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Teen life is complicated! And just like adult life, it is difficult to stay in healthy balance. My GKIS teen screen media series breaks the balance into three primary areas: learning and academics, friends and fun, and rest, rejuvenation, and self-care. Maybe you hoped that as your teens gained more independence, your parenting responsibilities would decline? Think again! Parenting a teen is perhaps the most emotionally taxing phase thus far. Not only must you learn to compromise and negotiate, but teaching, modeling, and supporting complex skill building is what separates the successful teen from the unsuccessful.

Adolescents live busy lives. Along with big changes to their bodies and brains, this generation is more overtasked than ever before with academics becoming increasingly important for launch. Teens must increasingly transition from middle school to high school, class to class, activity to activity, screen to screen. In my practice, I have seen overtasking increasingly take a concerning toll on teen mental health. Outsourcing tasks to screen media helps with day-to-day activities, like using social media to maintain friendships, calendars to schedule, texting and email to communicate, the Internet to seek new information, and word processing to store and produce classroom assignments. However, they still need our help with overall organization and self care. Parents can support their success by helping teens with big picture skills by setting up, teaching, and supporting organization, project management, and study tools.

Valuable organization, learning, and education tools for any family with teens include:

  • A FAMILY COMMAND CENTER. In our house this revolves around the kitchen computer. Not only is this where we calendar activities that automatically synch on all of our phones, but we have a basket that serves as an inbox. This helps stage regular planning sessions and organize papers that need signed and deadlines that must be met. Scheduling and post-it notes can be completed by keyboard, others with old fashioned pen and paper. Calendar and to-do list apps include iCal, Google Calendar, Outlook, and Cozi.
  • SPECIFIED DOCKING STATIONS. This sounds obvious, but organization takes preplanning. Assign a filing-not-piling area for important items like screen media, backpacks, keys, and shoes. If kids get in the habit of storing items in one space, it avoids a lot of frantic searching and last-minute scolding. At night, I suggest a docking station in the parent’s bedroom for screen media devices. Otherwise, you will be unable to check for compliance and sneaking WILL happen.
  • STOCKPILE COLOR-CODED SCHOOL SUPPLIES. It doesn’t take long for folders to rip and paper to run low. By getting your teen’s school supplies organized from the beginning and staging backpack checks, you can help them stay organized and avoid missed assignments. Setting up folders on-screen media is also helpful for digital organization and efficiency. With the right support and materials, teens will become increasingly independent with their academics.
  • ONLINE CLOUD STORAGE TOOLS. Apps like Google Drive, Dropbox, and Picasa are an extremely helpful way to get organized and stay organized. I personally store all of my university materials on Dropbox so I can effortlessly pull them up for use at the beginning of class. No more heavy book bags, lost flash drives, and aching shoulders. Cloud backup services are particularly important for security. My friends at Cloudwards provided me with this comparison chart to help with smart selection.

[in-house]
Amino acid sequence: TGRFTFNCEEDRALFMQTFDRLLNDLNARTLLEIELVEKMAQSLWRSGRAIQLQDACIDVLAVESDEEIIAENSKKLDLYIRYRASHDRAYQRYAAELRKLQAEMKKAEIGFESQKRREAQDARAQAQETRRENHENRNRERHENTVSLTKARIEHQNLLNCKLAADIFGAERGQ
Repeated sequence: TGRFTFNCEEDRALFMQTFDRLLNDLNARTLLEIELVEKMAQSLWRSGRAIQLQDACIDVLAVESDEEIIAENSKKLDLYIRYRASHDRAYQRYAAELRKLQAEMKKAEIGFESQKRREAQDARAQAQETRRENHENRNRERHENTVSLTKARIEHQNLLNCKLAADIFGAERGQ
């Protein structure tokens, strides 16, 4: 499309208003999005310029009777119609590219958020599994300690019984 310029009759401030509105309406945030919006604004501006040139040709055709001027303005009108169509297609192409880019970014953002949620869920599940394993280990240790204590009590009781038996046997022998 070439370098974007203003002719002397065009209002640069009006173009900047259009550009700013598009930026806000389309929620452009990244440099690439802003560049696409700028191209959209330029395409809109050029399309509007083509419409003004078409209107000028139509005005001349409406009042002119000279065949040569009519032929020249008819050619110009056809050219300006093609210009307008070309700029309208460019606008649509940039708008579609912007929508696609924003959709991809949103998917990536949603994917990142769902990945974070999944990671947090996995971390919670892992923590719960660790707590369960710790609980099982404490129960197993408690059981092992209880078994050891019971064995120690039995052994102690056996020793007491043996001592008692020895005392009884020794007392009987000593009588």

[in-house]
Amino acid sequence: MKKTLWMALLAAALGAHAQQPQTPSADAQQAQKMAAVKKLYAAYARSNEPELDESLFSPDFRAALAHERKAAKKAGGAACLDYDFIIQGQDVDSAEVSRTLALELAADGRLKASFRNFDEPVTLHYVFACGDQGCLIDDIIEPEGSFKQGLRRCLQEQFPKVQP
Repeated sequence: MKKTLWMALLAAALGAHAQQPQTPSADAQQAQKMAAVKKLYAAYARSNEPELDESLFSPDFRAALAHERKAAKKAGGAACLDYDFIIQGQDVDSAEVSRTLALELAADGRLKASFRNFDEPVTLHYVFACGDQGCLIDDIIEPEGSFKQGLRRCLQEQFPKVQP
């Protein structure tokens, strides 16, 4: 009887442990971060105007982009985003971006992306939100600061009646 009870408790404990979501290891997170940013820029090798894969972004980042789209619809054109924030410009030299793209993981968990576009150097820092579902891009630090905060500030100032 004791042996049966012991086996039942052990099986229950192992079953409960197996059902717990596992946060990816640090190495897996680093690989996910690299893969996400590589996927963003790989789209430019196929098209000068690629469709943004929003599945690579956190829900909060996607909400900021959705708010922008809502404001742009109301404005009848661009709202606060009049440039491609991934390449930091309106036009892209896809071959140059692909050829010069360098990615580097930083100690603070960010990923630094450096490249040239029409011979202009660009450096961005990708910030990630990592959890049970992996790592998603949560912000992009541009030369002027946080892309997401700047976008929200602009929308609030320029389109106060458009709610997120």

• PROJECT MANAGEMENT SYSTEMS. Apps like Evernote and Trello are excellent systems to track projects and prioritize tasks. You can even share projects so group partners and parents can see progress and help keep track of deadlines.
  • ONLINE EDUCATIONAL TOOLS. There are so many online educational tools being developed every day I can’t possibly offer the best and the greatest. However, longtime favorites include the Skype so kids can form study groups and share homework information, Khan Academy or Learning Bird for online lessons and homework help, iTunes University for a library of free educational resources, StudyBlue for user-created flashcards and study guides, XMind or Coggle for mind mapping and project collaboration, and Cold Turkey to block apps, websites, or even the entire Internet until your work is done. Your teen’s school will likely suggest a variety of tools at the beginning of the year to optimize parent communication and support. Set it up and use it!

Most of us learn organization and efficiency through the school of hard knocks. However, tanking your grades in high school during this learning period can have serious consequences when it comes to college opportunity. Instead of abandoning your child to digital overwhelm and long-term academic consequence, I suggest you start off the school year with a setup day for online tools and encouraging instruction. By teaching winning learning, organization, and study strategies, your teens will not only feel loved and supported with a strong parent-child alliance, but they will also start a trajectory of learning success that sets the stage for excellence. That’s a feel-good parenting job that will pay off for a lifetime.

I’m the mom psychologist who will help you GetYourKidsInternetSafe.

Onward to More Awesome Parenting,

Tracy S. Bennett, Ph.D.
Mom, Clinical Psychologist, CSUCI Adjunct Faculty
GetKidsInternetSafe.com

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